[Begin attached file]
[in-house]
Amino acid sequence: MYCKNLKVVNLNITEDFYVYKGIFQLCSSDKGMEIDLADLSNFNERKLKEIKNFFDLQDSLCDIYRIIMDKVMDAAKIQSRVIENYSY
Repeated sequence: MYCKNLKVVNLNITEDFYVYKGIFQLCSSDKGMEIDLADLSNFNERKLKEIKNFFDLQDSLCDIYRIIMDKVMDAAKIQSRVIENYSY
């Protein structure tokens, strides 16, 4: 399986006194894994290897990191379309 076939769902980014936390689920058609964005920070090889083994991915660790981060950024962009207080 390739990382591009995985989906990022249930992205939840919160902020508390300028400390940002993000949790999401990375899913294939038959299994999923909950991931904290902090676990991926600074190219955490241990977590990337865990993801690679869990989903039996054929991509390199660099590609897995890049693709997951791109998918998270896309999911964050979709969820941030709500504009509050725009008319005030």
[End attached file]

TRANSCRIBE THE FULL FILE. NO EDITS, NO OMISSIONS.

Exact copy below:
[in-house]
Amino acid sequence: MYCKNLKVVNLNITEDFYVYKGIFQLCSSDKGMEIDLADLSNFNERKLKEIKNFFDLQDSLCDIYRIIMDKVMDAAKIQSRVIENYSY
Repeated sequence: MYCKNLKVVNLNITEDFYVYKGIFQLCSSDKGMEIDLADLSNFNERKLKEIKNFFDLQDSLCDIYRIIMDKVMDAAKIQSRVIENYSY
């Protein structure tokens, strides 16, 4: 399986006194894994290897990191379309 076939769902980014936390689920058609964005920070090889083994991915660790981060950024962009207080 390739990382591009995985989906990022249930992205939840919160902020508390300028400390940002993000949790999401990375899913294939038959299994999923909950991931904290902090676990991926600074190219955490241990977590990337865990993801690679869990989903039996054929991509390199660099590609897995890049693709997951791109998918998270896309999911964050979709969820941030709500504009509050725009008319005030």